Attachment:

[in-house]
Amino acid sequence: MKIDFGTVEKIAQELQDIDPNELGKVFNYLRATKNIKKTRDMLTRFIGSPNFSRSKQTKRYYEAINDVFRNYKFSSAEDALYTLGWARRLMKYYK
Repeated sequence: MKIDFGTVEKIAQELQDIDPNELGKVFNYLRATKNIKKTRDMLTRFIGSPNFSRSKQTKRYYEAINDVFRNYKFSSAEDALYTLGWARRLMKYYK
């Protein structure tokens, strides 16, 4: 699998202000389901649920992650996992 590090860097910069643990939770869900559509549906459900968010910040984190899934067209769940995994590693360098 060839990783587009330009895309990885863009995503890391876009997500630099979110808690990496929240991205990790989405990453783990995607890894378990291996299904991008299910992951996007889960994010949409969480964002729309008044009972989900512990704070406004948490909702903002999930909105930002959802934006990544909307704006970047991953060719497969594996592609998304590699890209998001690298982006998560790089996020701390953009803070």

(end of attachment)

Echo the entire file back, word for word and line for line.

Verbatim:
[in-house]
Amino acid sequence: MKIDFGTVEKIAQELQDIDPNELGKVFNYLRATKNIKKTRDMLTRFIGSPNFSRSKQTKRYYEAINDVFRNYKFSSAEDALYTLGWARRLMKYYK
Repeated sequence: MKIDFGTVEKIAQELQDIDPNELGKVFNYLRATKNIKKTRDMLTRFIGSPNFSRSKQTKRYYEAINDVFRNYKFSSAEDALYTLGWARRLMKYYK
């Protein structure tokens, strides 16, 4: 699998202000389901649920992650996992 590090860097910069643990939770869900559509549906459900968010910040984190899934067209769940995994590693360098 060839990783587009330009895309990885863009995503890391876009997500630099979110808690990496929240991205990790989405990453783990995607890894378990291996299904991008299910992951996007889960994010949409969480964002729309008044009972989900512990704070406004948490909702903002999930909105930002959802934006990544909307704006970047991953060719497969594996592609998304590699890209998001690298982006998560790089996020701390953009803070």